ENTRYPOINT ["dotnet", "suavecore.dll"]  

It is quite straightforward what is going on. We base our image on the one from Microsoft as mentioned, then we copy our published app to the app folder in the container. We expose port 8083 to be able to access it from the outside and lastly we set the entry point to the command to start the application.

Building the container

Building a container is as simple as

docker build . -t mastoj/suavecore:v1.5  

The container is tagged with the name of my repo for this image on docker hub and a version number so we can access the correct version when publishing to kubernetes later on.

Testing the container

Before we publish the container it might be smart to try it out locally first. So to create a container of the newly created image we run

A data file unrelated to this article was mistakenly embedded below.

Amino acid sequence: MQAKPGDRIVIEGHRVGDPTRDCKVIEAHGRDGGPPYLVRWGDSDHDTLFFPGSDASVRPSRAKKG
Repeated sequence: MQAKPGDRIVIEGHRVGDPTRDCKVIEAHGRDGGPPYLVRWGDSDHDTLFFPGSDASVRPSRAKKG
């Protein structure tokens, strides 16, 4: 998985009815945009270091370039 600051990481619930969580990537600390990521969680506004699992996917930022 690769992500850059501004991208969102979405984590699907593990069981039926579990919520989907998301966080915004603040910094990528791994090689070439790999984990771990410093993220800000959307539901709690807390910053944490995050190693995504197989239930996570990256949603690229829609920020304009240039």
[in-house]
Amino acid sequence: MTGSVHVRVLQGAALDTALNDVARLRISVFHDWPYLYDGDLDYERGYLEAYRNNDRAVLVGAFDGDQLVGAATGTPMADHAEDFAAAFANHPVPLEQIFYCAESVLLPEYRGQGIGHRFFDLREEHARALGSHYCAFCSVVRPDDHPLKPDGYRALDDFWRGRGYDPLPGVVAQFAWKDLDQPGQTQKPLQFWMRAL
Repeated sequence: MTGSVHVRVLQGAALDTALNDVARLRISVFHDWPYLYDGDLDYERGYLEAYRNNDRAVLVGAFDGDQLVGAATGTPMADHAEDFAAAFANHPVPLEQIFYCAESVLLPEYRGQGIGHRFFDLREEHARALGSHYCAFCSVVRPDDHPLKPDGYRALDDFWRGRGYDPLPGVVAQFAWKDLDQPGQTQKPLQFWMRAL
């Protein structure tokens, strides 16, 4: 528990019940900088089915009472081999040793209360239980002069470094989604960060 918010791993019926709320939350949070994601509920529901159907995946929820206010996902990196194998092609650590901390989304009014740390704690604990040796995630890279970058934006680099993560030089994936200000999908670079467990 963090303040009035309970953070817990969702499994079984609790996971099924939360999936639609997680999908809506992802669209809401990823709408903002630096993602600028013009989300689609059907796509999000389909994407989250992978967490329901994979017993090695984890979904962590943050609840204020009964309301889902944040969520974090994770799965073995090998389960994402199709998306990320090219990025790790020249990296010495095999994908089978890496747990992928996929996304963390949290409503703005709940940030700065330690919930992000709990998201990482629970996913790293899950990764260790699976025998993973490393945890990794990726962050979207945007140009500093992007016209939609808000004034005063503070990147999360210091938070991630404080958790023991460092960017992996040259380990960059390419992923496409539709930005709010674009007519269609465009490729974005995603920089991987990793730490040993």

docker run -p=8083:8083 --name suave mastoj/suavecore:v1.5 --ip 0.0.0.0  

The command above will start a running container of our image and name it suave. It will also map port 8083 on our local machine to port 8083 on the container. Lastly we will pass the arguments --ip 0.0.0.0 to the application to tell it to listen all request no matter what the IP is.

Again you can try http://localhost:8083, but this time you should get a little bit different response since the host name of the container is probably not the same as your machine.

Publish the container

We are now ready to publish the container. For this tutorial we are using a public repo to keep things simple.

docker push mastoj/suavecore:v1.5  

This will upload the image to docker hub and making it accessible to the public.

Setting up google cloud